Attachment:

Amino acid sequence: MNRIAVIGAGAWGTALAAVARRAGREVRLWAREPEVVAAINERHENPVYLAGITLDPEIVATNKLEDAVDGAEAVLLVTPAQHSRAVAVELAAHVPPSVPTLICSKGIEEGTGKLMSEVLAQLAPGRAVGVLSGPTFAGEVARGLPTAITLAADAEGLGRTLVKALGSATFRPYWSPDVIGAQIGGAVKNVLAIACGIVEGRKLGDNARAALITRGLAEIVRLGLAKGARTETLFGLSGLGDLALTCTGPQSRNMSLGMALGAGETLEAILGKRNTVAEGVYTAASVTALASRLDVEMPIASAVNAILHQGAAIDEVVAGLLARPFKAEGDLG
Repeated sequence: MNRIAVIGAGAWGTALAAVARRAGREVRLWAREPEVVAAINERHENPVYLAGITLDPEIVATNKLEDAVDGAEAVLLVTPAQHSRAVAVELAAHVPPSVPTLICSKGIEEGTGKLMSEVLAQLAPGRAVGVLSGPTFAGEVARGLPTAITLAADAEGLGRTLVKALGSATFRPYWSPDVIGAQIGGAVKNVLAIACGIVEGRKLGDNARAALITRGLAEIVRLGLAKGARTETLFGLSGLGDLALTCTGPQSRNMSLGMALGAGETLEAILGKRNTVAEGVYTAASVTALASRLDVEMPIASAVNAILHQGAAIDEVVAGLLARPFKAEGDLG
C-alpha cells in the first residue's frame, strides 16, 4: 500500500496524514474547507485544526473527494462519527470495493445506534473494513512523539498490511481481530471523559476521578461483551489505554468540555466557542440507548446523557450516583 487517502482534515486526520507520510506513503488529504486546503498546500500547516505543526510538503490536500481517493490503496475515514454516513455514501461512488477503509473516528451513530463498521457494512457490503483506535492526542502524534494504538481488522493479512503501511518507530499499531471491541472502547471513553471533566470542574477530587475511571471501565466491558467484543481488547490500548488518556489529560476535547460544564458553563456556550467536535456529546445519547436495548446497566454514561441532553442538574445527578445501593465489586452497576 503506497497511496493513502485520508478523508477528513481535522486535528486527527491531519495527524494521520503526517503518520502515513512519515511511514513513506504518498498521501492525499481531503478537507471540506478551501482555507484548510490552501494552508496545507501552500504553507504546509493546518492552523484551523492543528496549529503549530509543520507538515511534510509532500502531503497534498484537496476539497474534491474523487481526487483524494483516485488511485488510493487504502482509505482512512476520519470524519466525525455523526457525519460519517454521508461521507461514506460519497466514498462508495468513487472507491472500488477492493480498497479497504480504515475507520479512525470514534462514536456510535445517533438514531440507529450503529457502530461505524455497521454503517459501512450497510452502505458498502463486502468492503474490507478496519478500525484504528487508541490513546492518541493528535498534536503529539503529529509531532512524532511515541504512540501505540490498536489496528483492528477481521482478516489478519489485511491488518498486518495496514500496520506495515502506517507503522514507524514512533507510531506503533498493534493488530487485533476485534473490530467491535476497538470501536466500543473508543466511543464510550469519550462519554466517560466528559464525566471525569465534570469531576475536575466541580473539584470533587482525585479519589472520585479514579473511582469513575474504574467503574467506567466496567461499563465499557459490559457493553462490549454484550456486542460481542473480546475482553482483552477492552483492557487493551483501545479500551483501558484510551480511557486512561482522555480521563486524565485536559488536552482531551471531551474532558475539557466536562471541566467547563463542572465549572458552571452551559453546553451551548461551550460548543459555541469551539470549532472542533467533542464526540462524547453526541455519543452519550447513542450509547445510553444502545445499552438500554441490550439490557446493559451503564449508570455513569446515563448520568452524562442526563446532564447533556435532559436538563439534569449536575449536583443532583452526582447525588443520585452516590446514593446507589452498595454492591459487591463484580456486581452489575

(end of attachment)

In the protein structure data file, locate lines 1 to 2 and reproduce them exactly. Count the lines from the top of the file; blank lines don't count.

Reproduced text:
Amino acid sequence: MNRIAVIGAGAWGTALAAVARRAGREVRLWAREPEVVAAINERHENPVYLAGITLDPEIVATNKLEDAVDGAEAVLLVTPAQHSRAVAVELAAHVPPSVPTLICSKGIEEGTGKLMSEVLAQLAPGRAVGVLSGPTFAGEVARGLPTAITLAADAEGLGRTLVKALGSATFRPYWSPDVIGAQIGGAVKNVLAIACGIVEGRKLGDNARAALITRGLAEIVRLGLAKGARTETLFGLSGLGDLALTCTGPQSRNMSLGMALGAGETLEAILGKRNTVAEGVYTAASVTALASRLDVEMPIASAVNAILHQGAAIDEVVAGLLARPFKAEGDLG
Repeated sequence: MNRIAVIGAGAWGTALAAVARRAGREVRLWAREPEVVAAINERHENPVYLAGITLDPEIVATNKLEDAVDGAEAVLLVTPAQHSRAVAVELAAHVPPSVPTLICSKGIEEGTGKLMSEVLAQLAPGRAVGVLSGPTFAGEVARGLPTAITLAADAEGLGRTLVKALGSATFRPYWSPDVIGAQIGGAVKNVLAIACGIVEGRKLGDNARAALITRGLAEIVRLGLAKGARTETLFGLSGLGDLALTCTGPQSRNMSLGMALGAGETLEAILGKRNTVAEGVYTAASVTALASRLDVEMPIASAVNAILHQGAAIDEVVAGLLARPFKAEGDLG